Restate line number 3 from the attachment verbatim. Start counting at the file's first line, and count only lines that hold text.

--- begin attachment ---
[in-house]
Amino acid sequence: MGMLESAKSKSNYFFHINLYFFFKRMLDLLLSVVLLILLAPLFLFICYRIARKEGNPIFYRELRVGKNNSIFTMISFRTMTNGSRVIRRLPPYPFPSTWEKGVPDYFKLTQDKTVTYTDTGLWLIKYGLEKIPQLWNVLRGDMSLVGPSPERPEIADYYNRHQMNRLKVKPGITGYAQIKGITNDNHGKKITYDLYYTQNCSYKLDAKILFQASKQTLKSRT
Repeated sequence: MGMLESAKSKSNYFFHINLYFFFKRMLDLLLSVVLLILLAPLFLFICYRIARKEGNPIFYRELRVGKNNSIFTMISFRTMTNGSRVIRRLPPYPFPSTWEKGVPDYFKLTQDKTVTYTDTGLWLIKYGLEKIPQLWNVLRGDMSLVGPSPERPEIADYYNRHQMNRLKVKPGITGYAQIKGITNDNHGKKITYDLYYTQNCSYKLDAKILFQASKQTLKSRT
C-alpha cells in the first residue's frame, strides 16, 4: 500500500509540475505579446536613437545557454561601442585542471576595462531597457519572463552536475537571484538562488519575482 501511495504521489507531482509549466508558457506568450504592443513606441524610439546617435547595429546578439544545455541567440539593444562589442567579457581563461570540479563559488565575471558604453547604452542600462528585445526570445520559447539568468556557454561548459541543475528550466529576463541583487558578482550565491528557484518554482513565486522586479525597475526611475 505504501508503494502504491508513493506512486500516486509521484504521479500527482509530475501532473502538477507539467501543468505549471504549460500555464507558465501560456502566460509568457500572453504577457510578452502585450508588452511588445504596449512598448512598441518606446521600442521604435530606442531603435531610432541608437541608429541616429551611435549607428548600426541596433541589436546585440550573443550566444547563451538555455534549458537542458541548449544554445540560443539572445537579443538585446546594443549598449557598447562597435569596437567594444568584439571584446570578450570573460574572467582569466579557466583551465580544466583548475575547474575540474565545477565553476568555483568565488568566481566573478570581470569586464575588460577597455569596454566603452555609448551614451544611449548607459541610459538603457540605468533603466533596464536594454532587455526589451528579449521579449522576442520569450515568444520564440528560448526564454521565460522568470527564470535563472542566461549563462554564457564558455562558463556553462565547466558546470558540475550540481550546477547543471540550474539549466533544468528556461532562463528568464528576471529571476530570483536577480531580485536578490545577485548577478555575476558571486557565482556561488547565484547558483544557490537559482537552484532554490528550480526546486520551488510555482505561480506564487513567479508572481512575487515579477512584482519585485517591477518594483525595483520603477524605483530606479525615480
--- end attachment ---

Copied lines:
Repeated sequence: MGMLESAKSKSNYFFHINLYFFFKRMLDLLLSVVLLILLAPLFLFICYRIARKEGNPIFYRELRVGKNNSIFTMISFRTMTNGSRVIRRLPPYPFPSTWEKGVPDYFKLTQDKTVTYTDTGLWLIKYGLEKIPQLWNVLRGDMSLVGPSPERPEIADYYNRHQMNRLKVKPGITGYAQIKGITNDNHGKKITYDLYYTQNCSYKLDAKILFQASKQTLKSRT